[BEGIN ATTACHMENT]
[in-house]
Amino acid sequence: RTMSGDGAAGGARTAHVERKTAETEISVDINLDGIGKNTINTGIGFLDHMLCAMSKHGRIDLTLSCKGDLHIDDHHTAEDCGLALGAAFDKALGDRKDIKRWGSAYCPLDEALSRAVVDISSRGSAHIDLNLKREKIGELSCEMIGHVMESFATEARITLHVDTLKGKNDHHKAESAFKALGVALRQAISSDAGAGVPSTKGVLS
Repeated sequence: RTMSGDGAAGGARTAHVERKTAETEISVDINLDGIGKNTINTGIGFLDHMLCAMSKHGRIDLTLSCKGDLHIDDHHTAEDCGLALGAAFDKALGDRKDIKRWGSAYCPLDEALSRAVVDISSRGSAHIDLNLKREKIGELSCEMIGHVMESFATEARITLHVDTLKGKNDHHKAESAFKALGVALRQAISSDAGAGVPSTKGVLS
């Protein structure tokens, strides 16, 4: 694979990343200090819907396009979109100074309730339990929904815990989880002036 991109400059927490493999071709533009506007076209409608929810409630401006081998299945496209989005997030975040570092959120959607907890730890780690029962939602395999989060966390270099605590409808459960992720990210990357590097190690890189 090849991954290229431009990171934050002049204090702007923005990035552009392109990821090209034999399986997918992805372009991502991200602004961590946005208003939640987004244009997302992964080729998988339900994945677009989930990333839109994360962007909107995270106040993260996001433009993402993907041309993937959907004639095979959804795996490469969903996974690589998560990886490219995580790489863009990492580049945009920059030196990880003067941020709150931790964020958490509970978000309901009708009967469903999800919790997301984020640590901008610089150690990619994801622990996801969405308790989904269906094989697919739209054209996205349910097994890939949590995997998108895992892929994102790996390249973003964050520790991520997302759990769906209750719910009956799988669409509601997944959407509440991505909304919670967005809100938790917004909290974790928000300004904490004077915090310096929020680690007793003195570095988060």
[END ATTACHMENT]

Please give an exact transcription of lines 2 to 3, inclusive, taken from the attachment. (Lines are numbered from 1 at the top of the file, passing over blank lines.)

Amino acid sequence: RTMSGDGAAGGARTAHVERKTAETEISVDINLDGIGKNTINTGIGFLDHMLCAMSKHGRIDLTLSCKGDLHIDDHHTAEDCGLALGAAFDKALGDRKDIKRWGSAYCPLDEALSRAVVDISSRGSAHIDLNLKREKIGELSCEMIGHVMESFATEARITLHVDTLKGKNDHHKAESAFKALGVALRQAISSDAGAGVPSTKGVLS
Repeated sequence: RTMSGDGAAGGARTAHVERKTAETEISVDINLDGIGKNTINTGIGFLDHMLCAMSKHGRIDLTLSCKGDLHIDDHHTAEDCGLALGAAFDKALGDRKDIKRWGSAYCPLDEALSRAVVDISSRGSAHIDLNLKREKIGELSCEMIGHVMESFATEARITLHVDTLKGKNDHHKAESAFKALGVALRQAISSDAGAGVPSTKGVLS